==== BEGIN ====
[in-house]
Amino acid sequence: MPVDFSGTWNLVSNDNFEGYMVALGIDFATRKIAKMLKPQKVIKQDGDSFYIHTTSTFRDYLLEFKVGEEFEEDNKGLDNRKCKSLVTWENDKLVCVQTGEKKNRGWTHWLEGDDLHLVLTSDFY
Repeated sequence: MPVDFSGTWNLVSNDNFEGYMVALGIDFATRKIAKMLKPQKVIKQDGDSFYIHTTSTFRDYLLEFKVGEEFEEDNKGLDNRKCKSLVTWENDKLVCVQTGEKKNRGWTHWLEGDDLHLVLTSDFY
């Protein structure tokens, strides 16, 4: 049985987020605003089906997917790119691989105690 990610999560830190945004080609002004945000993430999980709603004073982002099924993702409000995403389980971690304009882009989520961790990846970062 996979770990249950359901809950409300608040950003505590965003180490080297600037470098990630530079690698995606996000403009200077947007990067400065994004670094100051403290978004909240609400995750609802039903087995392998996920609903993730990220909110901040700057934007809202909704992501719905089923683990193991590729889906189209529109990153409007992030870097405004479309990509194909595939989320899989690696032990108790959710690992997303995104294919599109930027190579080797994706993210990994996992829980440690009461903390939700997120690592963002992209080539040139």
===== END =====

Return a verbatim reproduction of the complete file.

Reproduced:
[in-house]
Amino acid sequence: MPVDFSGTWNLVSNDNFEGYMVALGIDFATRKIAKMLKPQKVIKQDGDSFYIHTTSTFRDYLLEFKVGEEFEEDNKGLDNRKCKSLVTWENDKLVCVQTGEKKNRGWTHWLEGDDLHLVLTSDFY
Repeated sequence: MPVDFSGTWNLVSNDNFEGYMVALGIDFATRKIAKMLKPQKVIKQDGDSFYIHTTSTFRDYLLEFKVGEEFEEDNKGLDNRKCKSLVTWENDKLVCVQTGEKKNRGWTHWLEGDDLHLVLTSDFY
């Protein structure tokens, strides 16, 4: 049985987020605003089906997917790119691989105690 990610999560830190945004080609002004945000993430999980709603004073982002099924993702409000995403389980971690304009882009989520961790990846970062 996979770990249950359901809950409300608040950003505590965003180490080297600037470098990630530079690698995606996000403009200077947007990067400065994004670094100051403290978004909240609400995750609802039903087995392998996920609903993730990220909110901040700057934007809202909704992501719905089923683990193991590729889906189209529109990153409007992030870097405004479309990509194909595939989320899989690696032990108790959710690992997303995104294919599109930027190579080797994706993210990994996992829980440690009461903390939700997120690592963002992209080539040139």